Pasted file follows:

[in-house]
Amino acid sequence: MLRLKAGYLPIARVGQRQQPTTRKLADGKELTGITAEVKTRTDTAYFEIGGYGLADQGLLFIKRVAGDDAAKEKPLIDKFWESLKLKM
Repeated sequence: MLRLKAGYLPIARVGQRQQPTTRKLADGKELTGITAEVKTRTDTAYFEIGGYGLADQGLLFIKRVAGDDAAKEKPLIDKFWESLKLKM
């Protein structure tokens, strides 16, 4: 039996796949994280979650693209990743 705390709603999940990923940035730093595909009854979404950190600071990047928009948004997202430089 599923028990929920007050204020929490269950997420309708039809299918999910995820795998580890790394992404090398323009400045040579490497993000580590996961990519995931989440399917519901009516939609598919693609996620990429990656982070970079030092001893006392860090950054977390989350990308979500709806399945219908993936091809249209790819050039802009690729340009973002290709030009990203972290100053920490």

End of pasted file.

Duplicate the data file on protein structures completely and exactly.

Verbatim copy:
[in-house]
Amino acid sequence: MLRLKAGYLPIARVGQRQQPTTRKLADGKELTGITAEVKTRTDTAYFEIGGYGLADQGLLFIKRVAGDDAAKEKPLIDKFWESLKLKM
Repeated sequence: MLRLKAGYLPIARVGQRQQPTTRKLADGKELTGITAEVKTRTDTAYFEIGGYGLADQGLLFIKRVAGDDAAKEKPLIDKFWESLKLKM
């Protein structure tokens, strides 16, 4: 039996796949994280979650693209990743 705390709603999940990923940035730093595909009854979404950190600071990047928009948004997202430089 599923028990929920007050204020929490269950997420309708039809299918999910995820795998580890790394992404090398323009400045040579490497993000580590996961990519995931989440399917519901009516939609598919693609996620990429990656982070970079030092001893006392860090950054977390989350990308979500709806399945219908993936091809249209790819050039802009690729340009973002290709030009990203972290100053920490």